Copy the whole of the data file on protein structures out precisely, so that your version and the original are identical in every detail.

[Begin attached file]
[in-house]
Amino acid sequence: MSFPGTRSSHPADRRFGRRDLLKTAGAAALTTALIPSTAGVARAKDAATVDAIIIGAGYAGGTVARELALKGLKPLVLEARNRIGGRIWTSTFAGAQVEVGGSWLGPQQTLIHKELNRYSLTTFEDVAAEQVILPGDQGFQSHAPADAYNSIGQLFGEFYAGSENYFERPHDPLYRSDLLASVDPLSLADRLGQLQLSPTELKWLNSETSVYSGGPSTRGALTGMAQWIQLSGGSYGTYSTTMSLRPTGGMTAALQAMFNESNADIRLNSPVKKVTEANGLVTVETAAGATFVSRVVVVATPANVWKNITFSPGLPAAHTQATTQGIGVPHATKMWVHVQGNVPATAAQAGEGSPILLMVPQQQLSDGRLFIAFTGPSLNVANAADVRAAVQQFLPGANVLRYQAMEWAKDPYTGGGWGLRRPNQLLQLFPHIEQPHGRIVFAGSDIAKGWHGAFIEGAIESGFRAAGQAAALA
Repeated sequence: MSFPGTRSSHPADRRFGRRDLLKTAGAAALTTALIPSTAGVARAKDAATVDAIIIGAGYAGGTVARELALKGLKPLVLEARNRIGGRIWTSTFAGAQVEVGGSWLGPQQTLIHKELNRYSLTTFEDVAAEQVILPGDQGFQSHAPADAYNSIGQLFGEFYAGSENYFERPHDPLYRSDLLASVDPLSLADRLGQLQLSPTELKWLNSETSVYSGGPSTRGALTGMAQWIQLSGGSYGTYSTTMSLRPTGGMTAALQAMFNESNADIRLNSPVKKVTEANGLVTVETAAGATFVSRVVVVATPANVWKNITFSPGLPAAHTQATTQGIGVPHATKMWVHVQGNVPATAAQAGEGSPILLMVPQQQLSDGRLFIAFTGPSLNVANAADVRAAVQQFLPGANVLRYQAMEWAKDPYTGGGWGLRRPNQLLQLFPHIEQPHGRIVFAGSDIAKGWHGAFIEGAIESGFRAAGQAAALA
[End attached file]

[in-house]
Amino acid sequence: MSFPGTRSSHPADRRFGRRDLLKTAGAAALTTALIPSTAGVARAKDAATVDAIIIGAGYAGGTVARELALKGLKPLVLEARNRIGGRIWTSTFAGAQVEVGGSWLGPQQTLIHKELNRYSLTTFEDVAAEQVILPGDQGFQSHAPADAYNSIGQLFGEFYAGSENYFERPHDPLYRSDLLASVDPLSLADRLGQLQLSPTELKWLNSETSVYSGGPSTRGALTGMAQWIQLSGGSYGTYSTTMSLRPTGGMTAALQAMFNESNADIRLNSPVKKVTEANGLVTVETAAGATFVSRVVVVATPANVWKNITFSPGLPAAHTQATTQGIGVPHATKMWVHVQGNVPATAAQAGEGSPILLMVPQQQLSDGRLFIAFTGPSLNVANAADVRAAVQQFLPGANVLRYQAMEWAKDPYTGGGWGLRRPNQLLQLFPHIEQPHGRIVFAGSDIAKGWHGAFIEGAIESGFRAAGQAAALA
Repeated sequence: MSFPGTRSSHPADRRFGRRDLLKTAGAAALTTALIPSTAGVARAKDAATVDAIIIGAGYAGGTVARELALKGLKPLVLEARNRIGGRIWTSTFAGAQVEVGGSWLGPQQTLIHKELNRYSLTTFEDVAAEQVILPGDQGFQSHAPADAYNSIGQLFGEFYAGSENYFERPHDPLYRSDLLASVDPLSLADRLGQLQLSPTELKWLNSETSVYSGGPSTRGALTGMAQWIQLSGGSYGTYSTTMSLRPTGGMTAALQAMFNESNADIRLNSPVKKVTEANGLVTVETAAGATFVSRVVVVATPANVWKNITFSPGLPAAHTQATTQGIGVPHATKMWVHVQGNVPATAAQAGEGSPILLMVPQQQLSDGRLFIAFTGPSLNVANAADVRAAVQQFLPGANVLRYQAMEWAKDPYTGGGWGLRRPNQLLQLFPHIEQPHGRIVFAGSDIAKGWHGAFIEGAIESGFRAAGQAAALA